Ode to Finchleystrasse
Mike Berlin recalls some Austrian refugees’ desires to recreate the best of Vienna when arriving in wartime UK. From 2013.
Amidst all the coverage of contemporary migration to Britain, it is easy to forget the older generations of immigrants, from across the world, who have settled here and made Britain their home.
In this series, Mike Berlin, an urban historian from Birkbeck College, University of London, visits individual streets at the heart of such communities, to hear the stories of earlier immigrants - their arrival, their early lives and their observations on Britain today.
In this episode:
After the Nazi annexation of Austria in March 1938, Vienna's large Jewish community fled - some to Glasgow and Manchester but the vast majority to the area of North-West London close to Swiss Cottage.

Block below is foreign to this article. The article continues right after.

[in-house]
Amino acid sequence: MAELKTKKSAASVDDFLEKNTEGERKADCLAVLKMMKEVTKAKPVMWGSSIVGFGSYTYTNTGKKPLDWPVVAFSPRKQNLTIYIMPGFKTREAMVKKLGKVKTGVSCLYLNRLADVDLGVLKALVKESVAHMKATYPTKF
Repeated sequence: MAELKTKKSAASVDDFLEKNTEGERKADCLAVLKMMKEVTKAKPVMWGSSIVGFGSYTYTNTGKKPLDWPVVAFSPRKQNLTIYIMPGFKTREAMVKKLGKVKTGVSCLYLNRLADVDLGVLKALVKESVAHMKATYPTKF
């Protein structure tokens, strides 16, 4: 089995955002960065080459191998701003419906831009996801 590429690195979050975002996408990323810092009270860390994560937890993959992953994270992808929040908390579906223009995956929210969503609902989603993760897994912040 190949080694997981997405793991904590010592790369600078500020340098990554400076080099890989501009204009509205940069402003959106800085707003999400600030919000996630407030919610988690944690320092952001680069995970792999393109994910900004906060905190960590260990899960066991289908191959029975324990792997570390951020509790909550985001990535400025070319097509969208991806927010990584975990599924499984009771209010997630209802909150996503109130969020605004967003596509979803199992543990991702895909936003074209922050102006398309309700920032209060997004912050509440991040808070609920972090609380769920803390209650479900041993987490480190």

The area became so full of German-speaking refugees that anecdotes tell of war-time bus conductors calling out "Finchleystrasse - Passports Please!" as the bus drew up at the top of the Finchley Road.
The shops and cafes are no longer there, but a vibrant group of elderly refugees share their memories of Finchleystrasse with historian Mike Berlin and reflect on their conflicting desires to recreate the best of Vienna whilst assimilating into British society.
Producer: Beaty Rubens
First broadcast on BBC Radio 4 in April 2013.
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